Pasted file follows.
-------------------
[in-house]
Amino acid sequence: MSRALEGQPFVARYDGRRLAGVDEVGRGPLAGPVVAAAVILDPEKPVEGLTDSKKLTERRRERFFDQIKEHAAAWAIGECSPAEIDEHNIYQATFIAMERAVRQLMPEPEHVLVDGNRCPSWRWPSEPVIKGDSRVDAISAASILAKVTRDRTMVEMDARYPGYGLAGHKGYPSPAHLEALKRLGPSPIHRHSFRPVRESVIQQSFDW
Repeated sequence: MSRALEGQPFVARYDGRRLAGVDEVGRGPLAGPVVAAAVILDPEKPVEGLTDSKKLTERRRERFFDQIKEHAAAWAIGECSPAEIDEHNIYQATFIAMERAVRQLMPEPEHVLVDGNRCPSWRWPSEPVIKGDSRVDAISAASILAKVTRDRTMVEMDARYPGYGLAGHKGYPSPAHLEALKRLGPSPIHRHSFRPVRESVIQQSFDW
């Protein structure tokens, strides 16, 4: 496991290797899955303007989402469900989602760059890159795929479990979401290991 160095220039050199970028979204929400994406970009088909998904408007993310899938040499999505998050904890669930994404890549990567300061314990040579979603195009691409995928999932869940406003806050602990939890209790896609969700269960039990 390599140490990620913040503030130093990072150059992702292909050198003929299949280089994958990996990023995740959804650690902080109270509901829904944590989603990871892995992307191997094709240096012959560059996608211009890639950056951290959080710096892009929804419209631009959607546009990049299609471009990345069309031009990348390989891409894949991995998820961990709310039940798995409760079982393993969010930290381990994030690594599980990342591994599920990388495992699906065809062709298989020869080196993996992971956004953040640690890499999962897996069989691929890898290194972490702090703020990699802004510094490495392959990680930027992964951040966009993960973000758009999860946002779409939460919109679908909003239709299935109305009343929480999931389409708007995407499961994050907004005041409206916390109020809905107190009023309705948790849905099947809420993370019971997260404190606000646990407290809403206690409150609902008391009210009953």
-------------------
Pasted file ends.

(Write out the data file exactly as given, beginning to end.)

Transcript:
[in-house]
Amino acid sequence: MSRALEGQPFVARYDGRRLAGVDEVGRGPLAGPVVAAAVILDPEKPVEGLTDSKKLTERRRERFFDQIKEHAAAWAIGECSPAEIDEHNIYQATFIAMERAVRQLMPEPEHVLVDGNRCPSWRWPSEPVIKGDSRVDAISAASILAKVTRDRTMVEMDARYPGYGLAGHKGYPSPAHLEALKRLGPSPIHRHSFRPVRESVIQQSFDW
Repeated sequence: MSRALEGQPFVARYDGRRLAGVDEVGRGPLAGPVVAAAVILDPEKPVEGLTDSKKLTERRRERFFDQIKEHAAAWAIGECSPAEIDEHNIYQATFIAMERAVRQLMPEPEHVLVDGNRCPSWRWPSEPVIKGDSRVDAISAASILAKVTRDRTMVEMDARYPGYGLAGHKGYPSPAHLEALKRLGPSPIHRHSFRPVRESVIQQSFDW
């Protein structure tokens, strides 16, 4: 496991290797899955303007989402469900989602760059890159795929479990979401290991 160095220039050199970028979204929400994406970009088909998904408007993310899938040499999505998050904890669930994404890549990567300061314990040579979603195009691409995928999932869940406003806050602990939890209790896609969700269960039990 390599140490990620913040503030130093990072150059992702292909050198003929299949280089994958990996990023995740959804650690902080109270509901829904944590989603990871892995992307191997094709240096012959560059996608211009890639950056951290959080710096892009929804419209631009959607546009990049299609471009990345069309031009990348390989891409894949991995998820961990709310039940798995409760079982393993969010930290381990994030690594599980990342591994599920990388495992699906065809062709298989020869080196993996992971956004953040640690890499999962897996069989691929890898290194972490702090703020990699802004510094490495392959990680930027992964951040966009993960973000758009999860946002779409939460919109679908909003239709299935109305009343929480999931389409708007995407499961994050907004005041409206916390109020809905107190009023309705948790849905099947809420993370019971997260404190606000646990407290809403206690409150609902008391009210009953």